Tech thriving despite (or because of?) Trump

Microsoft's Nadella: How Trump can work with Silicon Valley
Microsoft's Nadella: How Trump can work with Silicon Valley

Silicon Valley and President Trump may be at odds over immigration and global trade. But tech investors aren't too concerned.

Facebook (FB) is the latest tech giant to report extremely strong earnings for the fourth quarter. While the stock is flat Thursday, it is already up 16% this year.

Apple (AAPL) stock is up 11% in 2017. The shares surged 6% Wednesday following its blockbuster results.

Amazon (AMZN), which will report its earnings after the closing bell on Thursday, is up 12% this year.

And Netflix (NFLX), which kicked off tech earnings season two weeks ago by wowing Wall Street with better-than-expected subscriber gains, is up 14% so far in 2017.

These solid results are a big reason why the Nasdaq, the exchange which is home to these four tech giants and many other tech leaders, is up 5% already this year. That's better than the Dow and S&P 500.

Tech stocks fell in the immediate wake of Trump's victory over Hillary Clinton. But investors have since seem to have concluded that Trump isn't going to kill off innovation in Silicon Valley.

The healthy earnings from tech giants also shows that demand for tech, particularly mobile content and services, is still robust. And there's probably little that President Trump can do to change that.

Related: Facebook is closing in on 2 billion users

However, investors will need to keep an eye on the president's policies. They could eventually wind up being a problem for tech leaders.

There are reports that Apple, Facebook, Google parent Alphabet (GOOGL), Microsoft (MSFT) and other tech companies are planning to send Trump a letter to express their opposition to his ban on immigrants from seven predominantly Muslim countries.

Facebook CEO Mark Zuckerberg and COO Sheryl Sandberg have both spoken out against the immigration ban as well.

Tech companies benefit from having workers from many foreign nations come to the U.S. through various visa programs, most notably H-1Bs for high-skilled talent.

But so far, this isn't something that investors are worrying about. They are focusing instead on the here and now. Earnings are great -- and should continue to grow at a phenomenal rate this year.

Plus, there are other ways that Trump might help the tech sector.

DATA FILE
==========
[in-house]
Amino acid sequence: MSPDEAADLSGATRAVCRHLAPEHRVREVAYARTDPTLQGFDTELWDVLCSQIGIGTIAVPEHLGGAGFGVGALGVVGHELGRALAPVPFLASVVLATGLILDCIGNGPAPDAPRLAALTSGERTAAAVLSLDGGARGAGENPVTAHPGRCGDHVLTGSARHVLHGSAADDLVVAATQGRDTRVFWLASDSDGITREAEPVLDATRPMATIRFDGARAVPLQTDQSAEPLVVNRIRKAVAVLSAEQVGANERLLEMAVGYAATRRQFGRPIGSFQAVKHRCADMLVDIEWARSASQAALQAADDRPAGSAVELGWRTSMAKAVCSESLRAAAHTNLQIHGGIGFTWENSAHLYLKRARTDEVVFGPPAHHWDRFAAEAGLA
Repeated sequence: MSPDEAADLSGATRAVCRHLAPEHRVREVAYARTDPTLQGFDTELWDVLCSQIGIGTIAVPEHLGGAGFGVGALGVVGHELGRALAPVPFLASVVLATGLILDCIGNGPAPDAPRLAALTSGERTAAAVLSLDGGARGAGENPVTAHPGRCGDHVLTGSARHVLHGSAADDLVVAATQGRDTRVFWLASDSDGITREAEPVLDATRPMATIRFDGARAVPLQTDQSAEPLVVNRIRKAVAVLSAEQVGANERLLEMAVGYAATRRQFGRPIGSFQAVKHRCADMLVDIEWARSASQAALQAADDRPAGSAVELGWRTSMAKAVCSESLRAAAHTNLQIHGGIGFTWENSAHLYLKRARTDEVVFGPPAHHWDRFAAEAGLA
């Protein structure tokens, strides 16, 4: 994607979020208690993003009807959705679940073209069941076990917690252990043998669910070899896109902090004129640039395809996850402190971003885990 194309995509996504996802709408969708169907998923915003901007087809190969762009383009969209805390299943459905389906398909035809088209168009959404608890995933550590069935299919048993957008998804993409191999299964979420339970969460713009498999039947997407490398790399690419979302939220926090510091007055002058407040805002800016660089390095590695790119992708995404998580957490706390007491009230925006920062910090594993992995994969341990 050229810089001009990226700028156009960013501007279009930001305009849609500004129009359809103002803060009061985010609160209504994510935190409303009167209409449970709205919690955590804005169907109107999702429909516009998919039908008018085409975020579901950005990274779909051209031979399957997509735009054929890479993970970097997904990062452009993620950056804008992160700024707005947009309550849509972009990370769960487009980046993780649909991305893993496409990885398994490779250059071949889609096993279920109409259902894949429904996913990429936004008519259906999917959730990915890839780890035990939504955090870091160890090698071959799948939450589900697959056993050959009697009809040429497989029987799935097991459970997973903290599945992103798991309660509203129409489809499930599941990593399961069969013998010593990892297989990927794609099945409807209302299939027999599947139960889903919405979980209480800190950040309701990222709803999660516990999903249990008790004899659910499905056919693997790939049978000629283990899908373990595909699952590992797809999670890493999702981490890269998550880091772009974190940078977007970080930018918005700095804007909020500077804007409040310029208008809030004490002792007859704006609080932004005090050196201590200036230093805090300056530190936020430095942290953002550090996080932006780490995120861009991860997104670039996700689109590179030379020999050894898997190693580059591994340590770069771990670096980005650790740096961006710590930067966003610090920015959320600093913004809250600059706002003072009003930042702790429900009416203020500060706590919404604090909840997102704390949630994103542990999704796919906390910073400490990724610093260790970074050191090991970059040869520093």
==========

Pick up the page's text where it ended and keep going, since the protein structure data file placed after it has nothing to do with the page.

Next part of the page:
His recent comments about the dollar being "too strong" and that it was "killing us" has caused the greenback to fall over the past few weeks.

Trump was mainly talking about the dollar versus China's yuan. But he also has accused Japan of trying to keep the yen artificially low. And Trump trade adviser Peter Navarro just blasted Germany, saying that he believes it is manipulating the euro.

Why does this matter for tech?

Apple, Google, Microsoft and other big tech firms actually benefit from a weaker dollar since they generate a big chunk of their sales from international markets. The weaker dollar makes the prices of their products more competitive in Europe and Asia.

Related: Apple has $246 BILLION in cash, nearly all overseas

Trump may also help the tech sector with tax reform.

His proposal to give companies a one-time tax break to bring back -- or repatriate -- cash that is currently being held overseas could give tech companies more ammo to increase hiring, acquire companies, boost dividends and buy back more stock.

Apple, for example, has 94% of its more than $240 billion in cash sitting in foreign bank accounts. And Apple CEO Tim Cook said earlier this week that tax reform would be "very good for the country and good for Apple."

So it looks like the tech sector's relationship with Trump will be complicated. If the president goes too far with protectionist and isolationist rhetoric, that would hurt Silicon Valley.

But if Trump helps get the economy growing at a faster clip, pushes down the dollar and lowers corporate taxes, then tech leaders (and investors) may wind up benefiting from the new president after all.

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